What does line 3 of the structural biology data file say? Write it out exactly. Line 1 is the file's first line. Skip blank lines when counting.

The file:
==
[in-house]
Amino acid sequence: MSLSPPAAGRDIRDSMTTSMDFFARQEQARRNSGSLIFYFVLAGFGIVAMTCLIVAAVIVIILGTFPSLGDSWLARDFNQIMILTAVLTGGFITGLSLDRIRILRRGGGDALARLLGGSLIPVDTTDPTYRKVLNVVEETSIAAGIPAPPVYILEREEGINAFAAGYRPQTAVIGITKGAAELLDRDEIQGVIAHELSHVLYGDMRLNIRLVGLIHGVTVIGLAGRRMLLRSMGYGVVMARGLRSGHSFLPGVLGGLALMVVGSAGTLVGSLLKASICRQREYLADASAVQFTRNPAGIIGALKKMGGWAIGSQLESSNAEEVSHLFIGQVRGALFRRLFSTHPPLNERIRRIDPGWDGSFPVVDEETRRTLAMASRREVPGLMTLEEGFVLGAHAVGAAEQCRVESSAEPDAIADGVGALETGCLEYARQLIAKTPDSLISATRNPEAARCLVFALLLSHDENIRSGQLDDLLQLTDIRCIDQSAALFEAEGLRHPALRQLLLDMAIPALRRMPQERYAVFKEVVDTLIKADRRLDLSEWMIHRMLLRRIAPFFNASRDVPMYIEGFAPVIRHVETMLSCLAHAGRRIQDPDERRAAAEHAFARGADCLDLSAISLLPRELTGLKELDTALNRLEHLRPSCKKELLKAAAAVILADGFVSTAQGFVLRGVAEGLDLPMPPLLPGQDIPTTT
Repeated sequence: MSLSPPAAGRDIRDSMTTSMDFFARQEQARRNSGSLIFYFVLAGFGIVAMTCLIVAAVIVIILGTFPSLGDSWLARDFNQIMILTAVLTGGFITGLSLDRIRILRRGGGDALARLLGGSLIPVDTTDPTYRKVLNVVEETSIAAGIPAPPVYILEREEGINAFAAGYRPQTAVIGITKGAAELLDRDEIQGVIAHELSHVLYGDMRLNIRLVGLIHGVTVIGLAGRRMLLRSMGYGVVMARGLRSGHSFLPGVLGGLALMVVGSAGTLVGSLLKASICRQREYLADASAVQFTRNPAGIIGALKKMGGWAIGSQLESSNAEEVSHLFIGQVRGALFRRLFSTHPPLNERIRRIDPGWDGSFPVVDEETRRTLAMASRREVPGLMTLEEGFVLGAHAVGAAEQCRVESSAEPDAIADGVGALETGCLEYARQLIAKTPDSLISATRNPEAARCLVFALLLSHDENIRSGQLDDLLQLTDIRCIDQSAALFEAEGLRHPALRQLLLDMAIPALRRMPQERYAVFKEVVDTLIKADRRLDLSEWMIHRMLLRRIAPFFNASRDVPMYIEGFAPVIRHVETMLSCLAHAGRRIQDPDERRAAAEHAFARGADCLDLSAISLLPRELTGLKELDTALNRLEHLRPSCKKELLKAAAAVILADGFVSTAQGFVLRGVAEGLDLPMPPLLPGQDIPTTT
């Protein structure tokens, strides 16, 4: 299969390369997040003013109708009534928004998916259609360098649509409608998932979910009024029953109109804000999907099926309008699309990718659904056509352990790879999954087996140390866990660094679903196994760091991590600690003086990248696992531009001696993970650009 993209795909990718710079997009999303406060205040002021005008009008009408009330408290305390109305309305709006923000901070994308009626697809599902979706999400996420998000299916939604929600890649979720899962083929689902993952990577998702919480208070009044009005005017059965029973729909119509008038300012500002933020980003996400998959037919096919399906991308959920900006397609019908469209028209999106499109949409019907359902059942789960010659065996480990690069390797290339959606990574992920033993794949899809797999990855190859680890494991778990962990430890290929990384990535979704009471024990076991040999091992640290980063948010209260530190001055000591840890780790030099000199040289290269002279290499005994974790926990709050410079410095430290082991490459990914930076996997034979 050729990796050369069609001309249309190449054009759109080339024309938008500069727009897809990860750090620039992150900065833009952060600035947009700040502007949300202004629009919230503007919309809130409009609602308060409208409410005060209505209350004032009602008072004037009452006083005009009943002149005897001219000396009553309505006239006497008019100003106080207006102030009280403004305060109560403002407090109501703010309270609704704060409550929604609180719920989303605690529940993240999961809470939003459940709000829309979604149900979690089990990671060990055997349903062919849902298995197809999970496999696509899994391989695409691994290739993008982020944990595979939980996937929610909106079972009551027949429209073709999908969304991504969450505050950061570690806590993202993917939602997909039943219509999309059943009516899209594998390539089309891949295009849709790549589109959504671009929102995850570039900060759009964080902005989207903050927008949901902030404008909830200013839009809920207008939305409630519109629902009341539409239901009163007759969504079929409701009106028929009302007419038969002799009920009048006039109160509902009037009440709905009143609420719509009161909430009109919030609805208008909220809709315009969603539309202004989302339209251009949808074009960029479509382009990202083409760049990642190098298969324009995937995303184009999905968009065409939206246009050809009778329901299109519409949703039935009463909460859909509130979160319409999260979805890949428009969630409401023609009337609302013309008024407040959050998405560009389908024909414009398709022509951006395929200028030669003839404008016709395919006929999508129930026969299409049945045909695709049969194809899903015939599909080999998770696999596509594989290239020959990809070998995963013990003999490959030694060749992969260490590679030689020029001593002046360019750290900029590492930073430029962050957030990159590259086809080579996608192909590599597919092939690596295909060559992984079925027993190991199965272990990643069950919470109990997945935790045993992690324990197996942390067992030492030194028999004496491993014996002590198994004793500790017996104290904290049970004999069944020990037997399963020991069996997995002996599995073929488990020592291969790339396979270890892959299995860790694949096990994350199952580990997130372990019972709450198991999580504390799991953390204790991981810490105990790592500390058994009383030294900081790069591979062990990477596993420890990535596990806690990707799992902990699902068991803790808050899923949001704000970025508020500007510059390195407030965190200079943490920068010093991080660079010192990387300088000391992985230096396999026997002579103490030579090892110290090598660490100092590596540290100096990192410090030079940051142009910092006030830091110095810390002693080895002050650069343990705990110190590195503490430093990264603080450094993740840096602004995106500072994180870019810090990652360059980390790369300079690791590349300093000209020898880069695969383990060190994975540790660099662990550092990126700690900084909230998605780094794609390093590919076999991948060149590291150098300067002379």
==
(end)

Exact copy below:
Repeated sequence: MSLSPPAAGRDIRDSMTTSMDFFARQEQARRNSGSLIFYFVLAGFGIVAMTCLIVAAVIVIILGTFPSLGDSWLARDFNQIMILTAVLTGGFITGLSLDRIRILRRGGGDALARLLGGSLIPVDTTDPTYRKVLNVVEETSIAAGIPAPPVYILEREEGINAFAAGYRPQTAVIGITKGAAELLDRDEIQGVIAHELSHVLYGDMRLNIRLVGLIHGVTVIGLAGRRMLLRSMGYGVVMARGLRSGHSFLPGVLGGLALMVVGSAGTLVGSLLKASICRQREYLADASAVQFTRNPAGIIGALKKMGGWAIGSQLESSNAEEVSHLFIGQVRGALFRRLFSTHPPLNERIRRIDPGWDGSFPVVDEETRRTLAMASRREVPGLMTLEEGFVLGAHAVGAAEQCRVESSAEPDAIADGVGALETGCLEYARQLIAKTPDSLISATRNPEAARCLVFALLLSHDENIRSGQLDDLLQLTDIRCIDQSAALFEAEGLRHPALRQLLLDMAIPALRRMPQERYAVFKEVVDTLIKADRRLDLSEWMIHRMLLRRIAPFFNASRDVPMYIEGFAPVIRHVETMLSCLAHAGRRIQDPDERRAAAEHAFARGADCLDLSAISLLPRELTGLKELDTALNRLEHLRPSCKKELLKAAAAVILADGFVSTAQGFVLRGVAEGLDLPMPPLLPGQDIPTTT